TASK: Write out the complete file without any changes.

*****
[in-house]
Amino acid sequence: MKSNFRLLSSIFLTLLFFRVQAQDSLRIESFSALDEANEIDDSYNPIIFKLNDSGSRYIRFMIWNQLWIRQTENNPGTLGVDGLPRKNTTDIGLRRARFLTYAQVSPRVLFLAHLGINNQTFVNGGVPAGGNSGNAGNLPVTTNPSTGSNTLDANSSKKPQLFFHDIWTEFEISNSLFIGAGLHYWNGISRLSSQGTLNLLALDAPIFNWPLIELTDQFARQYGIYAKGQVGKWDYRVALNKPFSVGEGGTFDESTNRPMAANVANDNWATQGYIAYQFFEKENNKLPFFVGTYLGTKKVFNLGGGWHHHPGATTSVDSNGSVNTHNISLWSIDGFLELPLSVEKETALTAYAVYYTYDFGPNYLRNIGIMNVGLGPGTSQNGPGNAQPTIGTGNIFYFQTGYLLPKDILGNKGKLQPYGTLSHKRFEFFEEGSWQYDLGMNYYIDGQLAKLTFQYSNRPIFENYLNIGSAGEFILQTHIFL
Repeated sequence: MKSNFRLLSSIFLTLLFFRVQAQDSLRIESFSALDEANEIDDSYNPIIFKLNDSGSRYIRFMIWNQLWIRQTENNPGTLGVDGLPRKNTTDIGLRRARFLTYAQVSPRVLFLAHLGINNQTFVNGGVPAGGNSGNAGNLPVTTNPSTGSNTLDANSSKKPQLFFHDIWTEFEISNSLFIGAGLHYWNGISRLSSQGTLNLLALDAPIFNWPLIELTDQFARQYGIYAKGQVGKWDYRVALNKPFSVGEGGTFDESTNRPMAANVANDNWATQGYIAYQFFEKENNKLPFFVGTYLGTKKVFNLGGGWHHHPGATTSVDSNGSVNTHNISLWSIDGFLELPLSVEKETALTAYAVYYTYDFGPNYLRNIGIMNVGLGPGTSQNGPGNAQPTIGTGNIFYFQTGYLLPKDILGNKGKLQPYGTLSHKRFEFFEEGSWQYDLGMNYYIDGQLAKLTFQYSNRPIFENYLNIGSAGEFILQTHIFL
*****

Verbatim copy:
[in-house]
Amino acid sequence: MKSNFRLLSSIFLTLLFFRVQAQDSLRIESFSALDEANEIDDSYNPIIFKLNDSGSRYIRFMIWNQLWIRQTENNPGTLGVDGLPRKNTTDIGLRRARFLTYAQVSPRVLFLAHLGINNQTFVNGGVPAGGNSGNAGNLPVTTNPSTGSNTLDANSSKKPQLFFHDIWTEFEISNSLFIGAGLHYWNGISRLSSQGTLNLLALDAPIFNWPLIELTDQFARQYGIYAKGQVGKWDYRVALNKPFSVGEGGTFDESTNRPMAANVANDNWATQGYIAYQFFEKENNKLPFFVGTYLGTKKVFNLGGGWHHHPGATTSVDSNGSVNTHNISLWSIDGFLELPLSVEKETALTAYAVYYTYDFGPNYLRNIGIMNVGLGPGTSQNGPGNAQPTIGTGNIFYFQTGYLLPKDILGNKGKLQPYGTLSHKRFEFFEEGSWQYDLGMNYYIDGQLAKLTFQYSNRPIFENYLNIGSAGEFILQTHIFL
Repeated sequence: MKSNFRLLSSIFLTLLFFRVQAQDSLRIESFSALDEANEIDDSYNPIIFKLNDSGSRYIRFMIWNQLWIRQTENNPGTLGVDGLPRKNTTDIGLRRARFLTYAQVSPRVLFLAHLGINNQTFVNGGVPAGGNSGNAGNLPVTTNPSTGSNTLDANSSKKPQLFFHDIWTEFEISNSLFIGAGLHYWNGISRLSSQGTLNLLALDAPIFNWPLIELTDQFARQYGIYAKGQVGKWDYRVALNKPFSVGEGGTFDESTNRPMAANVANDNWATQGYIAYQFFEKENNKLPFFVGTYLGTKKVFNLGGGWHHHPGATTSVDSNGSVNTHNISLWSIDGFLELPLSVEKETALTAYAVYYTYDFGPNYLRNIGIMNVGLGPGTSQNGPGNAQPTIGTGNIFYFQTGYLLPKDILGNKGKLQPYGTLSHKRFEFFEEGSWQYDLGMNYYIDGQLAKLTFQYSNRPIFENYLNIGSAGEFILQTHIFL